Newspaper Archive of
Mercer Island Reporter
Mercer Island, Washington
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December 15, 2004     Mercer Island Reporter
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December 15, 2004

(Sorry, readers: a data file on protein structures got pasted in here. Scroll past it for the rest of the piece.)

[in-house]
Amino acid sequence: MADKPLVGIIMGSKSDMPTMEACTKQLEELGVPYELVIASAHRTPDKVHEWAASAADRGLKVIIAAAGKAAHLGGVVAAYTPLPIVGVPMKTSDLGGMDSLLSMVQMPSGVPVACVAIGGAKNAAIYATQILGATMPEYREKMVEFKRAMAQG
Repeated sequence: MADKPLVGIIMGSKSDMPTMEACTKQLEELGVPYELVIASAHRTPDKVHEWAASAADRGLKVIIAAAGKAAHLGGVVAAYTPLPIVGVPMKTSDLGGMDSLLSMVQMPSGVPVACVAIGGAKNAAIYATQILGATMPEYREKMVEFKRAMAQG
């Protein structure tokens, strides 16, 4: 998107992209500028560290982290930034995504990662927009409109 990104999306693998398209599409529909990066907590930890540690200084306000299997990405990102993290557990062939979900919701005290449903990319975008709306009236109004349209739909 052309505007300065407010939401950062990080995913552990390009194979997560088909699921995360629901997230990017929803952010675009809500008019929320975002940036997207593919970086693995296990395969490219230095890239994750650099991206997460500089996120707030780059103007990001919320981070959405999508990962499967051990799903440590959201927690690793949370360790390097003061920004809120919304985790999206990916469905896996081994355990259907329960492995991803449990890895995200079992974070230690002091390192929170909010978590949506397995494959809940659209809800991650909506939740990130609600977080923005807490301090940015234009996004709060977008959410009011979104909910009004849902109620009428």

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Taken down Liberty defeats Mercer Island wrestlers A13 Subscribe Call 425-453-4240 A protest film Local filmmaker's debut movie about media B1 L Searching for sun? Island man opens tanning salon in Bellevue A3 The only two words ll! fe you need to know Wednesday, December 15, 2004 Mercer Island, Washington www.mi-reporter.com 75 cents School Board Want to hear more about the Boys & Girls Club's proposal to build on the high school cam- pus? The Mercer Island School Board will discuss that issue and others at its meeting at 7 p.m. Thursday, Dec. 16, at Crest Learning Center, 41 50 86th Avenue S.E. I) Nutcracker dances Feeling festive? Island Youth Ballet and Children's Dance Conservatory will present "Excerpts from the Nutcracker," at 2 p.m. Saturday, Dec. 18; 2 and 7 p.m. Sunday, Dec. 19; and 7 p.m. Monday, Dec. 20 through Wednesday, Dec. 22, at Youth Theatre Northwest. For tickets, call 947-7483. I Christmas ship Wednesday, Dec. 22 is your last chance to catch the Christmas Ship on Mercer Island. It boards at Luther Burbank Park from 7:50 to 8:10 p.m. The cost is $29.50 for adults and $17.50 for children between the ages of 5-12. The Con Brio Columbia Women's Choir will perform on board. A portion of the ticket sales benefits The Seattle Times Fund for the Needy. Call 206-623-1445 for reser- vations and information or visit www.argosycruises.com. 0 'Animal Band" Check out the second "Animal Band" alumni game at 7:30 p.m. Friday, Dec. 17, at Mercer Island high School. Join friends and for- mer band directors from all years for this event. R.S.V.R to Dave Sanford at dsan- ford@stanford.edu. Editor Business /13 Calendar B3 Classifieds Cl Editorial A5 Lifestyle B1 Records A7 Sports A13 PHONE NUMBERS News: 206-232-121 Circulation: 425-453-4240 Retail ads: 206-232-1215 Classifieds: 425-455-2525 Fax: 206-232-1284 E-mail: stephen.weigand@ mi-reporter.com 30 pages 3 sections Vol. 51 No. 50 IIII!!!!UI!!!!!IIII 'Peek-A-Boo' nativity Julie PefialMercer Island Reportey Catherine Bardon, 8, leads both "Peek-A-Boo" the sheep and fellow shepherd, Garrett Stiller, 6, to their positions in the Mostly Live Nativity held at Redeemer Lutheran Church on Sunday, Dec. 12. Money raised at the event went to Mercer Island Youth and Family Services Plans for 50 more parking spaces, more lanes at school By Mary L. Grady along the Island's main arterial Mercer Island Reporter while guiding school buses in and A proposal to improve pedes- out of the school north lot. trian safety, access and parking School administrators and par- at Island Park Elementary School ents have been worried about the was presented to the School Board safety of students being dropped earlier this month, off or picked up at the school as The design will add 50 more well as pedestrians crossing Island parking spaces, additional lanes Crest Way. and space for vehicles to queue In the parking lot and the load- up off of Island Crest Way to en- ing zone in front of the school, ter the school lots and improve school safety patrol members, the bus access. More signage will volunteers and often Island Park also be added on Island Crest Principal Kathy Morrison, help Way, both north and south of the students and traffic maneuver, of- school. The existing lighted cross- ten assisting students in and out of cars to keep the traffic moving in walk will remain in place. The proposal is estimated at front of the school. $500,000 and will take a big bite Parents or volunteers who come of land -- 100 feet out of an ex- to the school during the day are isting playfield on the north side lucky to find a.parking space, ei- of the school. That playfield was ther legal or illegal. Visitors have to park parallel to cars already just re-seeded last year. The majority of the funding parked or along both sides of will come from a school district Island Crest Way, south of the reserve fund. Administrators plan school. to approach the City Council to so- It seems that the substantial- licit their help with the rest of the ly lower cost estimate will help financing, the project move ahead, but there Most agree the changes aremay be some concern about the long overdue, loss of field space. The school district and the city The north field, while re-seed- have talked since 1997 about the ed last year, does not have an ir- situation at the school, but initial rigation system and is not a reg- estimates of $1 million and the ulation soccer field. The play- need for more land, often stymied fields available west of the school the proposal, are often too wet for use. The "Nothing had come together," costs to upgrade the southwest said Mike Ziara, the district as- field are not included in the park- sociate superintendent for busi- ing lot proposal. Upgrading one or ness services, both western playfields would "We have been talking about cost $100,00 to $150,000 each. this issue since the (school) re- Despite the loss of the field, model" he said. Toby Suhm, an Island Park parent Traffic flaggers hired by the and president of the PTA at the school district are responsible for school, welcomes the changes for a complex and often dangerous safety reasons. roadway that includes turning "While I am always concerned traffic, school buses, impatient about the loss of a precious com- commuters and elementary school modity like flat, green play-space children. The flaggers must also on the Island, I think the trade keep the flow of traffic going Please see Traffic on A8 June MIHS drug arrests go to court Juveniles received deferred sentences By Mary L. Grady Mercer Island Reporter Two Mercer Island High School graduates charged with selling marijuana will appear later this month in King County Superior Court. Charges against a third adult student for ob- struction were dropped. Alex Biller and Jackson Embly, both 19, graduated from Mercer Island High School in June. They were arrested with four juveniles just a few days before graduation ceremonies. Some of the students were arrested at school. All of the students were imme- diately expelled from school by Superintendent Cyndy Simms. The two seniors were not allowed to participate in graduation ceremonies. Both students had completed re- quirements for graduation and re- ceived their diplomas later. The arrests were the result of an investigation by the Eastside Please see Drugs on A8 M.I. teacher pens science fiction book By Mary L. Grady Mercer Island Reporter Island Park fifth-grade teacher Thelma Ritchie has written a book for young readers about the future and life on Mars. The book, "Terra Nova," is a story of the first settlement on the red planet. It comes out this month. It is not your usual science fiction book. Although the tale will be found on the sci-fi shelves, the science in the book is real. The mechanics of space travel and of life on the inhospitable plan- et described in the book con- form to the realities of scientif- ic and physical laws. Ritchie wanted to write a "real" science fiction book about how humans could settle on the red planet in the not-so-distant fu- ture. The author not only de- scribes how to get there -- no hyperspace, she said firmly -- but describes how it would be pos- sible to live there. But there is more to the 208- page book than science. There is a mystery to solve and nev- er-ending puzzles of human re- lationships to ponder. The set- tlers are distinct individuals who work as real scientist do, facing setbacks and accomplishments, both alone and together. She wants to have her readers see and learn from how the char- acters in the book make choices, deal with rules and the conse- quences of their actions -- and each other. Ritchie also wants readers to understand that Christian beliefs do not conflict with science. It is the story of the first fam- ily to come and settle on the dis- tant planet. The two young peo- ple in the book are a girl, 17, and a boy who is 11. The children are leaving their friends and life on Earth behind. Needless to say, the teen is not thrilled. But the boy is eager and curious. As she does in her own class- room, Ritchie wants readers to learn as they read and dream. Julie Pefia/Mercer Island Reporter Island Park Elementary School teacher Thelma Ritchie is awaiting the release of her book for young teens, "Terra Nova: Settling the Red Planet." The novel is set in the future and revolves around a Christian family that is chosen to live on Mars for two years. She wants them to picture them- book is full of adventure, sus- selves as explorers and learners, pense and even a little romance. "For a long time I have want- ed to write a book -- a book LONGER than she has been with a good story, about science, a teacher, Ritchie has been in- without bad language," she said. terested in the science of space. "A credible story, an inspira- Ritchie watched Neil tional story. That is the teacher Armstrong walk on the moon in me." during a visit to Alaska in July "And I want to share my of 1969. It was then, she said, Christian faith" she said. "I can't that her interest in space explo- do that in the classroom." ration took a giant leap forward. And it won't hurt that the Please see Mars on AI I